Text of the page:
A study published in Journal of Human Evolution reveals for the first time the diet of the fossil baboon Theropithecus... more
Earth's own evolution used as guide to hunt exoplanets  PHYS.ORG · 1 week
Cornell astronomers have created five models representing key points from our planet's evolution, like chemical snapshots through Earth's own geologic epochs. more
Snake Venom Evolved for Prey Acquisition, New Study Shows  SCI-NEWS.COM · 1 week
Snake venom did not evolve as self-defense, according to a paper published in the journal Toxins. To provide... more
Simulation: Dust could have spread evenly over Earth after Chicxulub asteroid strike  PHYS.ORG · 1 week
Two researchers, one with the Planetary Science Institute, the other Imperial College, have created a simulation that they believe shows how dust could have... more
Experts in evolution explain why social distancing feels so unnatural  PHYS.ORG · 1 week
For many people, the most distressing part of the coronavirus pandemic is the idea of social isolation. If we get ill, we quarantine ourselves for the protection of... more
New Pterosaur Fossils Unearthed in Morocco  SCI-NEWS.COM · 1 week
Paleontologists have uncovered the remains of three species of fish-eating toothed pterosaurs in the Cretaceous-period Kem Kem beds of Morocco. Pterosaurs were Earth’s first... more
Weedy rice is unintended legacy of Green Revolution  SCIENCE DAILY · 1 week
Weedy rice is a feral form of rice that infests paddies worldwide and aggressively outcompetes cultivated varieties. A new study led by biologists at Washington University in St. Louis shows that weed... more
In Earth's largest extinction, land die-offs began long before ocean turnover  PHYS.ORG · 1 week
The mass extinction at the end of the Permian Period 252 million years ago—one of the great turnovers of life on Earth—appears to have played out... more
Snake venom did not evolve as a defense mechanism, research shows  NEWS MEDICAL · 1 week
It is estimated that every year, over 100,000 human deaths can be attributed to snakebite from the world's 700 venomous snake species - all inflicted in... more
Fossil finds give clues about flying reptiles in the Sahara 100 million years ago  SCIENCE DAILY · 1 week
Three new species of toothed pterosaurs -- flying reptiles of the Cretaceous period, some 100 million years ago -- have... more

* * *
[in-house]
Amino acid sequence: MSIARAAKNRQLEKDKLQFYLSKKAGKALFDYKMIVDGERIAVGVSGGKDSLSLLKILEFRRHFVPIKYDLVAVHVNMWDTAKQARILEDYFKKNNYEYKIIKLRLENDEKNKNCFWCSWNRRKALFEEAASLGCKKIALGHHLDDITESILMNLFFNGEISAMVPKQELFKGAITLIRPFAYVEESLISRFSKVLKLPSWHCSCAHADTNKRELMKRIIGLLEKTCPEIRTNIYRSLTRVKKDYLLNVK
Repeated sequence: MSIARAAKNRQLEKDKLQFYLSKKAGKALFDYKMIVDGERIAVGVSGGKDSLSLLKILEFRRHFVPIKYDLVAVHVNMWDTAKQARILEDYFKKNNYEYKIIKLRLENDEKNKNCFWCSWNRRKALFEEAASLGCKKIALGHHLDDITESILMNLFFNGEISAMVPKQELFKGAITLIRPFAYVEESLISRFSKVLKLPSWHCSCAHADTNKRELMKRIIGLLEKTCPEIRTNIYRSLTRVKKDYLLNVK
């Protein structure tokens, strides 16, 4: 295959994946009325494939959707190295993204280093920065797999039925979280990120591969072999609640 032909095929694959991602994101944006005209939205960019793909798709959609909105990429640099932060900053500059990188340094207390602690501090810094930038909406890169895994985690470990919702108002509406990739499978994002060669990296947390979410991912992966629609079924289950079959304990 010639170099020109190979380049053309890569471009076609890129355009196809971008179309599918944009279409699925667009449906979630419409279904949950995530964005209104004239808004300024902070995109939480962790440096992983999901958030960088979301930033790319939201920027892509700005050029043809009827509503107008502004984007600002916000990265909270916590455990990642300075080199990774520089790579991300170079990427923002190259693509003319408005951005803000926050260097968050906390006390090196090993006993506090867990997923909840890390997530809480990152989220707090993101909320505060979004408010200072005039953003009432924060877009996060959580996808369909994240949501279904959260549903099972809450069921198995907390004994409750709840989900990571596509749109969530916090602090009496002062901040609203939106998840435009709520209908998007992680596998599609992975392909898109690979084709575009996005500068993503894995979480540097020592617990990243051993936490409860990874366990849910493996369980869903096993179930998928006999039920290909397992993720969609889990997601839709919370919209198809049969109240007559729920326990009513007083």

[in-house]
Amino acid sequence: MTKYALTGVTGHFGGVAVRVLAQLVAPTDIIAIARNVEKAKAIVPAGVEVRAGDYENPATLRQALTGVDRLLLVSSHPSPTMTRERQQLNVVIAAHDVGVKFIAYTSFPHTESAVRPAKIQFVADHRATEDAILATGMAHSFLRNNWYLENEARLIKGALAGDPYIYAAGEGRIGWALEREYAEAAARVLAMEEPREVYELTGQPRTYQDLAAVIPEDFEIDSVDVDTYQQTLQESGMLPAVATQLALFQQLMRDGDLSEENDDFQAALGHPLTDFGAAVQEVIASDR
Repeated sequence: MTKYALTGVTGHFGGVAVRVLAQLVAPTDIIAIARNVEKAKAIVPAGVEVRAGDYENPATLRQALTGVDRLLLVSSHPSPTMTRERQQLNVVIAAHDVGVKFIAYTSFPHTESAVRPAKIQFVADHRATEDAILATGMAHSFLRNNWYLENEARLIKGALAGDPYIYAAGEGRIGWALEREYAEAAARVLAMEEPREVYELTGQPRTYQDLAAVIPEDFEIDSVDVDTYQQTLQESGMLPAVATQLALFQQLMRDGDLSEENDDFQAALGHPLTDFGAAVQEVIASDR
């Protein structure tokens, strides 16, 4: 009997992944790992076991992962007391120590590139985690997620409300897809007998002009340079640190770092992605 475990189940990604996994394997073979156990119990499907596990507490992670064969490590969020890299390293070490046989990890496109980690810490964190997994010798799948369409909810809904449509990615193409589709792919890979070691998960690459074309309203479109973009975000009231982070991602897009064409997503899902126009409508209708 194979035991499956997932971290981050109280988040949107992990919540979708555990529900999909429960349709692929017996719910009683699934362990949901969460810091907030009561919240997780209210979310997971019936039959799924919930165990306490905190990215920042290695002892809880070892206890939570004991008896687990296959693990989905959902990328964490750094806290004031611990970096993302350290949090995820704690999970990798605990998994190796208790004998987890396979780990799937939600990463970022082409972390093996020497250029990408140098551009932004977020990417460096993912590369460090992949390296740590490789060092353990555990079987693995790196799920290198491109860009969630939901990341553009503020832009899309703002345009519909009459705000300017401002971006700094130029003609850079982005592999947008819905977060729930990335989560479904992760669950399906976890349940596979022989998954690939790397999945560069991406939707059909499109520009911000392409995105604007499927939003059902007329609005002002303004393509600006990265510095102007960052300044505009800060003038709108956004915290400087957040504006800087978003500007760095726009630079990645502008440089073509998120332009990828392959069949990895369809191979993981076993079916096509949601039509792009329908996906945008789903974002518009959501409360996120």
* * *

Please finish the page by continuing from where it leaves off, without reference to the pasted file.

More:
Innovative thinner electrolyte can improve functioning of solid oxide fuel cells  PHYS.ORG · 2 weeks
In this post-industrialization age, electricity has become the backbone of our society. However, using fossil fuels to generate it is not the best option because of... more
Snake venom evolved for prey, not protection  PHYS.ORG · 2 weeks
It is estimated that every year, over 100,000 human deaths can be attributed to snakebite from the world's 700 venomous snake species—all inflicted in self-defense when the snakes feel threatened by encroaching humans. However,... more
Fossil finds give clues about flying reptiles in the Sahara 100 million years ago  PHYS.ORG · 2 weeks
Three new species of toothed pterosaurs—flying reptiles of the Cretaceous period, some 100 million years ago—have been identified in Africa... more
Big brains or many babies: How birds can thrive in urban environments  PHYS.ORG · 2 weeks
A new study in Frontiers in Ecology and Evolution suggests that birds have two alternative strategies for coping with the difficulties of humanity's increasingly... more
Small horses got smaller, big tapirs got bigger 47 million years ago  SCIENCE DAILY · 2 weeks
The former coalfield of Geiseltal in Saxony-Anhalt has yielded large numbers of exceptionally preserved fossil animals, giving palaeontologists a unique window into the evolution... more
To sleep deeply: The brainstem neurons that regulate non-REM sleep  SCIENCE DAILY · 2 weeks
Researchers identified neurons that promote non-REM sleep in the brainstem in mice. These neurons commonly expressed the gene that encodes the neuropeptide neurotensin. Activation of these neurons induced... more
Oldest Bilaterian Fossil Found in Australia  SCI-NEWS.COM · 2 weeks